I've looked at Hero Labs many times, but $30 for character creation I just couldn't justify when auto-calculating spreadsheets or form-fill PDFs did just fine. Especially when I'd be paying $10 for the additional books in PDF form, then another $10 to get them added to Hero Labs. It's a really nice program though, if you have enough use for it.

    ArcSyn on
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  • MagicPrimeMagicPrime FiresideWizard Registered User regular
    I used MapTools and PCGen for my character generating for a long time. But HeroLab is actually supported by Paizo. So that was the biggest selling point. It's the official character generator.

    BNet • magicprime#1430 | PSN/Steam • MagicPrime | Origin • FireSideWizard
    Critical Failures - Havenhold CampaignAugust St. Cloud (Human Ranger)
  • ArcSynArcSyn Registered User regular
    MagicPrime wrote:
    I used MapTools and PCGen for my character generating for a long time. But HeroLab is actually supported by Paizo. So that was the biggest selling point. It's the official character generator.

    That is really awesome.

    RkyXDNV.pngjswidget.php?username=ArcSyn&numitems=5&header=0&text=none&images=small&show=recentplays&imagesonly=1&imagepos=center&inline=1&domains%5B%5D=boardgame&imagewidget=1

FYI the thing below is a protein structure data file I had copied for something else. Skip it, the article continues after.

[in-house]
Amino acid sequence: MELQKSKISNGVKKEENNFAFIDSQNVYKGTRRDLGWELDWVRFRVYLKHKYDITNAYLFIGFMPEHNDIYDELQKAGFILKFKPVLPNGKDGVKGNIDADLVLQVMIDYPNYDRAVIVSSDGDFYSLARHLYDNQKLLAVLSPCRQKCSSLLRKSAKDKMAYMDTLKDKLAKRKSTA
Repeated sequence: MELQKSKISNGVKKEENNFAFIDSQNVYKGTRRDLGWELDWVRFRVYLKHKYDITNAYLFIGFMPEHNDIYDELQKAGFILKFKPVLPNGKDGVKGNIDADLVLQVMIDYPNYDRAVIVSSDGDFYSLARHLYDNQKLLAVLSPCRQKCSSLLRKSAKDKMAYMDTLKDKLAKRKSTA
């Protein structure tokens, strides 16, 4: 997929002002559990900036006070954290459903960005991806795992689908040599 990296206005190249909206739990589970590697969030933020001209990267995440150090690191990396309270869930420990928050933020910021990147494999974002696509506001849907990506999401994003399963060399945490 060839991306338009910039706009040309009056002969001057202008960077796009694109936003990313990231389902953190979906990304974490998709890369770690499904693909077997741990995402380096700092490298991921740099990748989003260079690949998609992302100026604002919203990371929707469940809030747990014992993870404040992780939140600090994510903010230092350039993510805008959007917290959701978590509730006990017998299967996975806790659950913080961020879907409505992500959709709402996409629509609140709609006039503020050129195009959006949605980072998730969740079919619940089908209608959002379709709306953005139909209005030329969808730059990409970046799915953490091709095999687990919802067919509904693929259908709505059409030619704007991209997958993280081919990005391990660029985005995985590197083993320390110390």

• Silas BrownSilas Brown Registered User regular
    Until I get home, I can't really look up the specifics they released, but I can say I'm highly interested and will definetly be playtesting (while running my damn Pathfinder game on the side). I maintain hope that perhaps they will renew their digital initiative, though I don't really need much to be happy. Honestly, just recognition that a large amount of players will be playing via a forum or IRC format would be sufficient. Give me digital books with useful and useable search and indexing. Basically, give me tools designed for the 21st century, don't just force some PDFs and a shitty database down my throat.

    Oh, but please at least give me PDFs. For fuck's sake, Wizards.

  • VanguardVanguard Je suis le savant au fauteuil sombre. Registered User, __BANNED USERS regular
    a
    Until I get home, I can't really look up the specifics they released, but I can say I'm highly interested and will definetly be playtesting (while running my damn Pathfinder game on the side). I maintain hope that perhaps they will renew their digital initiative, though I don't really need much to be happy. Honestly, just recognition that a large amount of players will be playing via a forum or IRC format would be sufficient. Give me digital books with useful and useable search and indexing. Basically, give me tools designed for the 21st century, don't just force some PDFs and a shitty database down my throat.

    Oh, but please at least give me PDFs. For fuck's sake, Wizards.

    Not giving you PDFs just encourages piracy because some gamer who purchases the books will inevitably turn a copy into a PDF and upload it to the web.

  • SageinaRageSageinaRage Registered User regular